Griffith University Political Scientist Paul Williams said both sides of politics were guilty of eroding the era of transparency envisaged by Queensland corruption-buster Tony Fitzgerald QC.
"It's not a gradual decline in a straight line - both sides of politics have belied and betrayed the Fitzgerald spirit," Dr Williams said.
"That has been in decline really since the mid-90s."
Dr Williams said Mr Fitzgerald recommended all government information be made available.
"The default position now appears to be that all government information is secret, except for exceptions," he said.
Dr Williams called for a review into RTI process every five-to-ten years, and said it should assess the cost of applying for documents.
"No one should be denied information because they can't afford it," he said.
RTI Consultants Principal Lawyer Rebecca Murray, Queensland's former principal RTI officer, said the release of information should be favoured to improve accountability and transparency.
"In its current form, the Act doesn't serve either the government or the public well," she said.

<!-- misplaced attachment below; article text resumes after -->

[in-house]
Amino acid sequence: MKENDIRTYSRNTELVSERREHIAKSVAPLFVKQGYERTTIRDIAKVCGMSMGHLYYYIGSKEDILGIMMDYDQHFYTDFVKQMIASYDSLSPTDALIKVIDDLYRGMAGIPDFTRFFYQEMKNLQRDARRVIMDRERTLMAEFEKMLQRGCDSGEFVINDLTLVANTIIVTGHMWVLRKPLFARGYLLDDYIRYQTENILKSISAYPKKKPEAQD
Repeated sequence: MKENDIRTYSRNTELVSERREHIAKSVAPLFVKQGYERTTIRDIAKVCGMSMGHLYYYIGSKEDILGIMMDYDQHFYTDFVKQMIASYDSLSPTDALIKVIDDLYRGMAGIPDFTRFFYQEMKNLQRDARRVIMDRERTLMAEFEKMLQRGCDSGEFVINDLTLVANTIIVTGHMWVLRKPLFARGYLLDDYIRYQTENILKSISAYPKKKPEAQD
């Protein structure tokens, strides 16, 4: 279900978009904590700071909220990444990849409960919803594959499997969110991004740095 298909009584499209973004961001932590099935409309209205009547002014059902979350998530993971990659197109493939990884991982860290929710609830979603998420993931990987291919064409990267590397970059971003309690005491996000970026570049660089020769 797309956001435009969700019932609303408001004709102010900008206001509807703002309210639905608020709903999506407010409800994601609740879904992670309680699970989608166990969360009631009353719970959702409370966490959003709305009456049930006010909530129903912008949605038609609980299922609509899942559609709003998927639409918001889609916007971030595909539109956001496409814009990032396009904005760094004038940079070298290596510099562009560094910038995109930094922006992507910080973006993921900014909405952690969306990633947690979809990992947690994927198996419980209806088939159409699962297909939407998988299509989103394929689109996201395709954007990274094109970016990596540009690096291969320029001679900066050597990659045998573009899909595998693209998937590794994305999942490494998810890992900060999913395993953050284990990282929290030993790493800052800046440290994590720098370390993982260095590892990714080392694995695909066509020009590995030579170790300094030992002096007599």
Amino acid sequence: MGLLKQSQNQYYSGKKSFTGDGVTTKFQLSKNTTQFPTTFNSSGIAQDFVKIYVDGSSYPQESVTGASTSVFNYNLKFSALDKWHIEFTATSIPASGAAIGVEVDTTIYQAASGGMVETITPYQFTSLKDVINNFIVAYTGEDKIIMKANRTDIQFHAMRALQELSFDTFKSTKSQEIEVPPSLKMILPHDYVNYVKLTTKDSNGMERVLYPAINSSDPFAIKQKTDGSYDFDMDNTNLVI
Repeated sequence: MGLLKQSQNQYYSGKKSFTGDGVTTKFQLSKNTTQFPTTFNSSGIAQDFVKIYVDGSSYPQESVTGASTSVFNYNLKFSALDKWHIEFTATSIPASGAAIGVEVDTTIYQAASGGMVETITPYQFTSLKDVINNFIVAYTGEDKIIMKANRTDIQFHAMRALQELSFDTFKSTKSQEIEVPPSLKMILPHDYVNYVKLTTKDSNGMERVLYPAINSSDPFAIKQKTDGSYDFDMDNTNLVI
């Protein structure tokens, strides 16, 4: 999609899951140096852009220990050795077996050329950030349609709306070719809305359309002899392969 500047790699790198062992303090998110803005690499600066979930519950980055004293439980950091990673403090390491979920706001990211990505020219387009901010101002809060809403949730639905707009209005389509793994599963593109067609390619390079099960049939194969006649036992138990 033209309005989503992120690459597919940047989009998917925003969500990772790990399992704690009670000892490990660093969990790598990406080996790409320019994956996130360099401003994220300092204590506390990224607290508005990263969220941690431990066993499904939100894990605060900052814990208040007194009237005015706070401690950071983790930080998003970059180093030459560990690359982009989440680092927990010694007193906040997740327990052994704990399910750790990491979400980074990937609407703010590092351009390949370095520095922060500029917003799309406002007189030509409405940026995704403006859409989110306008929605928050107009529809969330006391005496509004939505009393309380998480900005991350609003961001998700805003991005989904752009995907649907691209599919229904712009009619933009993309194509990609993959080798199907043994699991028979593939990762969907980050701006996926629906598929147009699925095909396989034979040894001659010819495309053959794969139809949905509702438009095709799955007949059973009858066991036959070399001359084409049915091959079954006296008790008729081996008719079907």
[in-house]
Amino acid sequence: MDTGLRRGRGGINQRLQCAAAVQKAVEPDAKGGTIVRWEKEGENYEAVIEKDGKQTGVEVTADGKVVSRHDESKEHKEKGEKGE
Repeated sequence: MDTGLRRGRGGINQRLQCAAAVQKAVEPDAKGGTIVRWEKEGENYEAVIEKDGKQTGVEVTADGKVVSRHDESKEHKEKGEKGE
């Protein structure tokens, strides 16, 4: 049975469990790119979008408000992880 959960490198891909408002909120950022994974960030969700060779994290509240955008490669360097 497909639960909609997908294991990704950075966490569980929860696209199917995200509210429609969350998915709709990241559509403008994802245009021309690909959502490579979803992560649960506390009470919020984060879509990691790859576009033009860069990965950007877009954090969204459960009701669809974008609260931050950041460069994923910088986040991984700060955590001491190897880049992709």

"The complexity of the Act means that its difficult for the government to apply correctly.
"It also means it's difficult for the public to understand the decisions being made."
A spokeswoman for Attorney-General Shannon Fentiman said the Palaszczuk Government placed a high priority on "accountability, transparency and integrity within government, and Queenslanders having the right to know".
"Right to Information and Information Privacy applications in the last financial year were processed without undue delay, despite the disruptions and challenges posed by COVID-19. This is a solid reflection of the government getting on with the job," she said.